Thursday, November 26, 2015

Free rent to lure Center City tenants

Blumenthal-Michals' Cross Properties promo at 1530 Chestnut

Free rent to lure Center City tenants


Cross Properties, the David Blumenfeld-Kevin Michals partnership that's been turning old office buildings like 1616 Walnut St. into apartments, is offering a year's free rent on an apartment at 1530 Chestnut St. near Rittenhouse Square as a promotion for the former Bailey Banks & Biddle a/k/a Perry building in its latest, residential incarnation. (David is the brother of Eric Blumenfeld, who's turned old factories and warehouses into hundreds of apartments on North Broad St.) 

Why a promotion? Are solvent tenants finally growing scarce? "We're giving back to the community," Michals told me. "The market is still extremely strong" and Class A vacancy is around 4%, comparable to North Jersey and Baltimore-area markets. To be sure, "there's more supply on the horizon, but most of it won't be delivered for at least another 12 months."

The building was used for the past five year for Art Institute of Philadelphia students when it opened in 2007, but the institute now directs students to its 600-bed dorm over the Capital Grill at Broad and Chestnut, leaving 1530 available for the recent renovation, Michals said.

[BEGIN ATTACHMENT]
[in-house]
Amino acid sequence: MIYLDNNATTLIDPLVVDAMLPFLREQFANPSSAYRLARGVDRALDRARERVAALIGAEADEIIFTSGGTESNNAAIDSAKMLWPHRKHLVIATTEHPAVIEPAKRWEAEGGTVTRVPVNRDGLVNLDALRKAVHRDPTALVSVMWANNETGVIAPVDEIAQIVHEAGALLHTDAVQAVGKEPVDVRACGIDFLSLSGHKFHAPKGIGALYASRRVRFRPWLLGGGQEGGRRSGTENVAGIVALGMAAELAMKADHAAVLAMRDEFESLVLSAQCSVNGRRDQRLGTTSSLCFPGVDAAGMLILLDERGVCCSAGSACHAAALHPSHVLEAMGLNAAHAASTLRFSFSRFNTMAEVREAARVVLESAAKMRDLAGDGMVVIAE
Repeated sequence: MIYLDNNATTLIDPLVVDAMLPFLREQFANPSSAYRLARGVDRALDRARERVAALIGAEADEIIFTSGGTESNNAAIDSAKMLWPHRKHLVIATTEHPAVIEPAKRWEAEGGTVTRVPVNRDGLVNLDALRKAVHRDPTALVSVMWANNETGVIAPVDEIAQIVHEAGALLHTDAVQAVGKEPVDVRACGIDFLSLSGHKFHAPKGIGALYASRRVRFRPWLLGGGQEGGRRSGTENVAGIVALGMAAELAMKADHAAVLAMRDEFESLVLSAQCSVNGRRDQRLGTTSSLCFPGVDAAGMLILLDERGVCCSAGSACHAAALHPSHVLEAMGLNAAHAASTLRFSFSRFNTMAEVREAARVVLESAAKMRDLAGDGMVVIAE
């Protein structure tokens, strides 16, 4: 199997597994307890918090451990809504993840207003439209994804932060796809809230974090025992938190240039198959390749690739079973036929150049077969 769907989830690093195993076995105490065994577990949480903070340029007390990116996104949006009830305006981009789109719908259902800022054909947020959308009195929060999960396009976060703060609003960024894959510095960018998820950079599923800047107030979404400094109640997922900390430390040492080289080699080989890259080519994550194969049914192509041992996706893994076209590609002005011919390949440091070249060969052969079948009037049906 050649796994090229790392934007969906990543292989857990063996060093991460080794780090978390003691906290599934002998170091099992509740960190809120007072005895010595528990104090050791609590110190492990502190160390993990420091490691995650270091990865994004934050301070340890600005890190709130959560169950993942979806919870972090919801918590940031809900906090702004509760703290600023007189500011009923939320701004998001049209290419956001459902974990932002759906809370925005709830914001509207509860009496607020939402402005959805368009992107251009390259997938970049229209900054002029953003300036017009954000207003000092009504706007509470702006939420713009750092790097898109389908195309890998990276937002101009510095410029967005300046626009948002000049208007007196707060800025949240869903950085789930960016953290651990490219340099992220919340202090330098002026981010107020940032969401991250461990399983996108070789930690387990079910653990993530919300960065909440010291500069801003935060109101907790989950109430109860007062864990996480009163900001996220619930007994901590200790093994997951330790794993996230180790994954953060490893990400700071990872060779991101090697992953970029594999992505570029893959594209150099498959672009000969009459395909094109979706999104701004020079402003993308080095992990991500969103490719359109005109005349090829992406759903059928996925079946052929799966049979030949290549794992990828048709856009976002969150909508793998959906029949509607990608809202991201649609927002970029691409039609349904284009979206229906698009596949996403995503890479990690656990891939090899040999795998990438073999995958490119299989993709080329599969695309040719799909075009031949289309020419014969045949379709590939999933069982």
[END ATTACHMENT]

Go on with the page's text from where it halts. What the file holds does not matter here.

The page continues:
The contest is limited to people who sign a lease for a 1530 apartment by Nov. 15 and write a 100-word paragraph on "Why I chose to live at 1530 Chestnut." The building has 40 units. Email entries to

Separately, Michals is converting the Horace Trumbauer-designed former Palmer Seminary, a Baptist minister training center on the site of the former Overbrook Farms on Lancaster Ave. at City Ave. in Lower Merion Township, into 112 (corrected) apartments. He'd love to expand to the nearby St. Charles Seminary across the street, he added -- "We call that Phase II" -- if the Catholic Archdiocese of Philadelphia decides to sell acreage or some of its vast halls on the site.

Re 1530 Chestnut: the "Georgian Revival"-style building (limestone, granite posts, terra cotta details) was designed by Wilson Brothers & Co., whose other piles around town include Drexel University's massive admin building and the Reading Terminal on Market St.

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Joseph DiStefano